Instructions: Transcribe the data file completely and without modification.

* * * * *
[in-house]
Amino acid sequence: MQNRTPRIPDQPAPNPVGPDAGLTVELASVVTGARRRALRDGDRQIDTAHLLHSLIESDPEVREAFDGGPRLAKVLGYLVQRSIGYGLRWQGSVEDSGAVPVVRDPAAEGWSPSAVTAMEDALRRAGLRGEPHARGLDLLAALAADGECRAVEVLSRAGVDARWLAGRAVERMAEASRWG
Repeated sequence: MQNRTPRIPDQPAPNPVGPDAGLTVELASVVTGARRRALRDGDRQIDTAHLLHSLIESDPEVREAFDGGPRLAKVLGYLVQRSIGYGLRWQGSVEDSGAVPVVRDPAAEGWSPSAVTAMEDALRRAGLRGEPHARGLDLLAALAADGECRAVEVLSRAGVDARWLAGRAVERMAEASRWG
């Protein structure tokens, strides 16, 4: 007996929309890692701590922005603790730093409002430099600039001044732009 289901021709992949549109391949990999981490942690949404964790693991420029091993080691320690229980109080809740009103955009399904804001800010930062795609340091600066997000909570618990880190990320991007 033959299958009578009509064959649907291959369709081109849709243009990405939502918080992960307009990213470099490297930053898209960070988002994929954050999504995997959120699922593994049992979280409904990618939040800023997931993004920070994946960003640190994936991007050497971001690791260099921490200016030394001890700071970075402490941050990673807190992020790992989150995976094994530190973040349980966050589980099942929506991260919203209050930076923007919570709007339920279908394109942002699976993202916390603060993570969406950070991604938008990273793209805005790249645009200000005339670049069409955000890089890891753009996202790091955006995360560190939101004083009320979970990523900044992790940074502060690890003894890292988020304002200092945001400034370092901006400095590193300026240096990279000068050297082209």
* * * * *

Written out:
[in-house]
Amino acid sequence: MQNRTPRIPDQPAPNPVGPDAGLTVELASVVTGARRRALRDGDRQIDTAHLLHSLIESDPEVREAFDGGPRLAKVLGYLVQRSIGYGLRWQGSVEDSGAVPVVRDPAAEGWSPSAVTAMEDALRRAGLRGEPHARGLDLLAALAADGECRAVEVLSRAGVDARWLAGRAVERMAEASRWG
Repeated sequence: MQNRTPRIPDQPAPNPVGPDAGLTVELASVVTGARRRALRDGDRQIDTAHLLHSLIESDPEVREAFDGGPRLAKVLGYLVQRSIGYGLRWQGSVEDSGAVPVVRDPAAEGWSPSAVTAMEDALRRAGLRGEPHARGLDLLAALAADGECRAVEVLSRAGVDARWLAGRAVERMAEASRWG
């Protein structure tokens, strides 16, 4: 007996929309890692701590922005603790730093409002430099600039001044732009 289901021709992949549109391949990999981490942690949404964790693991420029091993080691320690229980109080809740009103955009399904804001800010930062795609340091600066997000909570618990880190990320991007 033959299958009578009509064959649907291959369709081109849709243009990405939502918080992960307009990213470099490297930053898209960070988002994929954050999504995997959120699922593994049992979280409904990618939040800023997931993004920070994946960003640190994936991007050497971001690791260099921490200016030394001890700071970075402490941050990673807190992020790992989150995976094994530190973040349980966050589980099942929506991260919203209050930076923007919570709007339920279908394109942002699976993202916390603060993570969406950070991604938008990273793209805005790249645009200000005339670049069409955000890089890891753009996202790091955006995360560190939101004083009320979970990523900044992790940074502060690890003894890292988020304002200092945001400034370092901006400095590193300026240096990279000068050297082209």